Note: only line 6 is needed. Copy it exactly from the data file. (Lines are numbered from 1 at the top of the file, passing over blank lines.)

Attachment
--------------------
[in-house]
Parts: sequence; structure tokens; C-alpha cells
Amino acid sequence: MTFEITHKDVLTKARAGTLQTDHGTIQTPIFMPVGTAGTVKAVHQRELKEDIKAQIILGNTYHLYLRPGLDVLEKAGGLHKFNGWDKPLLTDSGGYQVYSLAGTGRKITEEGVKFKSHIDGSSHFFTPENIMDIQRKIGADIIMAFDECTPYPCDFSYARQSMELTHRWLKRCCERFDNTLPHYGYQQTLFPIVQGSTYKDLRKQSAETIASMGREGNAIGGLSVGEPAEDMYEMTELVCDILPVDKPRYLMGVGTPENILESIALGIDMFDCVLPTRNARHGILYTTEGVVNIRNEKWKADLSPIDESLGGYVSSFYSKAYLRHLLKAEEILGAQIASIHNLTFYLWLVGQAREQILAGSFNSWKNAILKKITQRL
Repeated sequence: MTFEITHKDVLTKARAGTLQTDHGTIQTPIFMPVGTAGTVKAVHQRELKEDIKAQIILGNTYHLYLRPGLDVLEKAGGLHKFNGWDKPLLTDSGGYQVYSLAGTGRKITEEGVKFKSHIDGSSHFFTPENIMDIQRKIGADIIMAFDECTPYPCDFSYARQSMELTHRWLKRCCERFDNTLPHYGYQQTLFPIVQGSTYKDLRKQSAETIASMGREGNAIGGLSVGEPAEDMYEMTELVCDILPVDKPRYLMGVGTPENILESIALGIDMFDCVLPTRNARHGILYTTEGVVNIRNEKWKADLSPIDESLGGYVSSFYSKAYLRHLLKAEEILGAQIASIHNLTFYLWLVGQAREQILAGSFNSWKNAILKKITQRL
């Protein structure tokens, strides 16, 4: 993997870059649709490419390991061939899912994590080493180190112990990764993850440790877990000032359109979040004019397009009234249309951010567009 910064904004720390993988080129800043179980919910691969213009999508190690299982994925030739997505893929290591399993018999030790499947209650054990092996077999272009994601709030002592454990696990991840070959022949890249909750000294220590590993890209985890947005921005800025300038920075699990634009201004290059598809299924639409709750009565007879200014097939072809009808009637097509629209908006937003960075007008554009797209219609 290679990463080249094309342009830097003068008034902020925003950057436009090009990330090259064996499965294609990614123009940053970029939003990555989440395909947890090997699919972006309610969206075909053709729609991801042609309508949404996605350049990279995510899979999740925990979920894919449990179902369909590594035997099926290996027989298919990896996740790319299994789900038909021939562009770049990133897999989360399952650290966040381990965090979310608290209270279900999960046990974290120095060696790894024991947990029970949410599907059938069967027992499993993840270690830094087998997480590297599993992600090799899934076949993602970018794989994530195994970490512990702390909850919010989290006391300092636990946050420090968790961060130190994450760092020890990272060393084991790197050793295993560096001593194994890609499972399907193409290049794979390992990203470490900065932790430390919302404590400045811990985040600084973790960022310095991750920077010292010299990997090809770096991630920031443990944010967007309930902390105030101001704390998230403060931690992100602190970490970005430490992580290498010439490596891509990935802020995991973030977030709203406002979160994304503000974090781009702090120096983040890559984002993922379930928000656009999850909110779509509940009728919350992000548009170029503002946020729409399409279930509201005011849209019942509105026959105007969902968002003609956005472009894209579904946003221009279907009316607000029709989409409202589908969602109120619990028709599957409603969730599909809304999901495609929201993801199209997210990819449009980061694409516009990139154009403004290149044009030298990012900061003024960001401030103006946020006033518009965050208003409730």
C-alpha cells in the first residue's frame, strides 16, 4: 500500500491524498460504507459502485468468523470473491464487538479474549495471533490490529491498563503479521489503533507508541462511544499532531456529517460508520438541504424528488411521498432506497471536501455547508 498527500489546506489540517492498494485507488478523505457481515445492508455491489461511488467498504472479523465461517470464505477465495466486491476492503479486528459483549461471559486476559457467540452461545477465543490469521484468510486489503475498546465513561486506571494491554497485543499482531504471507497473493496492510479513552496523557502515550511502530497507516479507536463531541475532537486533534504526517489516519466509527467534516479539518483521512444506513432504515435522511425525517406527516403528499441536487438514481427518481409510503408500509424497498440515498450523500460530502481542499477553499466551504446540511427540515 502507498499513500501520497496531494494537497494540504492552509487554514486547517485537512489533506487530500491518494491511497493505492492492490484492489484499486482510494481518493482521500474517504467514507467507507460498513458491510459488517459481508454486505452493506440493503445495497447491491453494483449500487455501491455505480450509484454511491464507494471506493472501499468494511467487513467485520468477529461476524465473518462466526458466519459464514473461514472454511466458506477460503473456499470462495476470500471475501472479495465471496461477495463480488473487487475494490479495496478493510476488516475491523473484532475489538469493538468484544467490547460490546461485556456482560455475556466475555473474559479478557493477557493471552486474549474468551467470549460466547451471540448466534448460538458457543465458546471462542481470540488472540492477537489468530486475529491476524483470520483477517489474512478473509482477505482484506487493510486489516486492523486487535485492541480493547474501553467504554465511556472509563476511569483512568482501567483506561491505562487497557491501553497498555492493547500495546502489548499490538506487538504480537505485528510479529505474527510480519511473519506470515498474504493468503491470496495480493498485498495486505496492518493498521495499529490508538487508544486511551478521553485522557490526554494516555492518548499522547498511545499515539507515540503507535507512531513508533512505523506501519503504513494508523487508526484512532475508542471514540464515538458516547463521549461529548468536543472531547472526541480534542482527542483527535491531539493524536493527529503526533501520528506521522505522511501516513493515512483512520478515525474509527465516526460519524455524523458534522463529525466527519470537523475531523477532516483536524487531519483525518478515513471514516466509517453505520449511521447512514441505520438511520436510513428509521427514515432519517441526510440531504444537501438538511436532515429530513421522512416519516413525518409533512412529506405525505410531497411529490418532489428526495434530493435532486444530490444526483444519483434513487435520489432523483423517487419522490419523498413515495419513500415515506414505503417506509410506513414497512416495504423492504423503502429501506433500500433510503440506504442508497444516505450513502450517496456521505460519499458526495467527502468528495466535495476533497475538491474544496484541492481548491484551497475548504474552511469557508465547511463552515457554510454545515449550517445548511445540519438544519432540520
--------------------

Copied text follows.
C-alpha cells in the first residue's frame, strides 16, 4: 500500500491524498460504507459502485468468523470473491464487538479474549495471533490490529491498563503479521489503533507508541462511544499532531456529517460508520438541504424528488411521498432506497471536501455547508 498527500489546506489540517492498494485507488478523505457481515445492508455491489461511488467498504472479523465461517470464505477465495466486491476492503479486528459483549461471559486476559457467540452461545477465543490469521484468510486489503475498546465513561486506571494491554497485543499482531504471507497473493496492510479513552496523557502515550511502530497507516479507536463531541475532537486533534504526517489516519466509527467534516479539518483521512444506513432504515435522511425525517406527516403528499441536487438514481427518481409510503408500509424497498440515498450523500460530502481542499477553499466551504446540511427540515 502507498499513500501520497496531494494537497494540504492552509487554514486547517485537512489533506487530500491518494491511497493505492492492490484492489484499486482510494481518493482521500474517504467514507467507507460498513458491510459488517459481508454486505452493506440493503445495497447491491453494483449500487455501491455505480450509484454511491464507494471506493472501499468494511467487513467485520468477529461476524465473518462466526458466519459464514473461514472454511466458506477460503473456499470462495476470500471475501472479495465471496461477495463480488473487487475494490479495496478493510476488516475491523473484532475489538469493538468484544467490547460490546461485556456482560455475556466475555473474559479478557493477557493471552486474549474468551467470549460466547451471540448466534448460538458457543465458546471462542481470540488472540492477537489468530486475529491476524483470520483477517489474512478473509482477505482484506487493510486489516486492523486487535485492541480493547474501553467504554465511556472509563476511569483512568482501567483506561491505562487497557491501553497498555492493547500495546502489548499490538506487538504480537505485528510479529505474527510480519511473519506470515498474504493468503491470496495480493498485498495486505496492518493498521495499529490508538487508544486511551478521553485522557490526554494516555492518548499522547498511545499515539507515540503507535507512531513508533512505523506501519503504513494508523487508526484512532475508542471514540464515538458516547463521549461529548468536543472531547472526541480534542482527542483527535491531539493524536493527529503526533501520528506521522505522511501516513493515512483512520478515525474509527465516526460519524455524523458534522463529525466527519470537523475531523477532516483536524487531519483525518478515513471514516466509517453505520449511521447512514441505520438511520436510513428509521427514515432519517441526510440531504444537501438538511436532515429530513421522512416519516413525518409533512412529506405525505410531497411529490418532489428526495434530493435532486444530490444526483444519483434513487435520489432523483423517487419522490419523498413515495419513500415515506414505503417506509410506513414497512416495504423492504423503502429501506433500500433510503440506504442508497444516505450513502450517496456521505460519499458526495467527502468528495466535495476533497475538491474544496484541492481548491484551497475548504474552511469557508465547511463552515457554510454545515449550517445548511445540519438544519432540520